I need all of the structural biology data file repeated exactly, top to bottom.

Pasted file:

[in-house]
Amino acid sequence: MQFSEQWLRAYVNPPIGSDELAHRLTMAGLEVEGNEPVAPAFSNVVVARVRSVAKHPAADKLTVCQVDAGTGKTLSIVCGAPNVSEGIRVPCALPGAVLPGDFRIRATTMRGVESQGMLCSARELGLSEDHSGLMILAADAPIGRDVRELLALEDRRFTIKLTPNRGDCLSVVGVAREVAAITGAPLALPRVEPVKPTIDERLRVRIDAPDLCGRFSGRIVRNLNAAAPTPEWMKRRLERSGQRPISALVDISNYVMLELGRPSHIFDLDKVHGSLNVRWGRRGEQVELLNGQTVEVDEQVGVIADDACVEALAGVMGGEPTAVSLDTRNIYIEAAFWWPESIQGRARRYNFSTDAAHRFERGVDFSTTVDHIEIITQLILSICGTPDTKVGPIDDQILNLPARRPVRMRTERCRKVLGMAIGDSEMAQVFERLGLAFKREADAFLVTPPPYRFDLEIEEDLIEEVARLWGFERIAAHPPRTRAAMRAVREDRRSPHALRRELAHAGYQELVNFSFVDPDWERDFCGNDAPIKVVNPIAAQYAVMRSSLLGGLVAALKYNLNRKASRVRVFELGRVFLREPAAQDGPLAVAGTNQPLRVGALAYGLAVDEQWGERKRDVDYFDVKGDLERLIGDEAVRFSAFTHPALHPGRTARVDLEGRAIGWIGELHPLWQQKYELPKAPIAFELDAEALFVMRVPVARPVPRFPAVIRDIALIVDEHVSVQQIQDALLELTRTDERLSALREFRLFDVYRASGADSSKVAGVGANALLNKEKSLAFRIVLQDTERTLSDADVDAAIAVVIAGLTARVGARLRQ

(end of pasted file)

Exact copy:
[in-house]
Amino acid sequence: MQFSEQWLRAYVNPPIGSDELAHRLTMAGLEVEGNEPVAPAFSNVVVARVRSVAKHPAADKLTVCQVDAGTGKTLSIVCGAPNVSEGIRVPCALPGAVLPGDFRIRATTMRGVESQGMLCSARELGLSEDHSGLMILAADAPIGRDVRELLALEDRRFTIKLTPNRGDCLSVVGVAREVAAITGAPLALPRVEPVKPTIDERLRVRIDAPDLCGRFSGRIVRNLNAAAPTPEWMKRRLERSGQRPISALVDISNYVMLELGRPSHIFDLDKVHGSLNVRWGRRGEQVELLNGQTVEVDEQVGVIADDACVEALAGVMGGEPTAVSLDTRNIYIEAAFWWPESIQGRARRYNFSTDAAHRFERGVDFSTTVDHIEIITQLILSICGTPDTKVGPIDDQILNLPARRPVRMRTERCRKVLGMAIGDSEMAQVFERLGLAFKREADAFLVTPPPYRFDLEIEEDLIEEVARLWGFERIAAHPPRTRAAMRAVREDRRSPHALRRELAHAGYQELVNFSFVDPDWERDFCGNDAPIKVVNPIAAQYAVMRSSLLGGLVAALKYNLNRKASRVRVFELGRVFLREPAAQDGPLAVAGTNQPLRVGALAYGLAVDEQWGERKRDVDYFDVKGDLERLIGDEAVRFSAFTHPALHPGRTARVDLEGRAIGWIGELHPLWQQKYELPKAPIAFELDAEALFVMRVPVARPVPRFPAVIRDIALIVDEHVSVQQIQDALLELTRTDERLSALREFRLFDVYRASGADSSKVAGVGANALLNKEKSLAFRIVLQDTERTLSDADVDAAIAVVIAGLTARVGARLRQ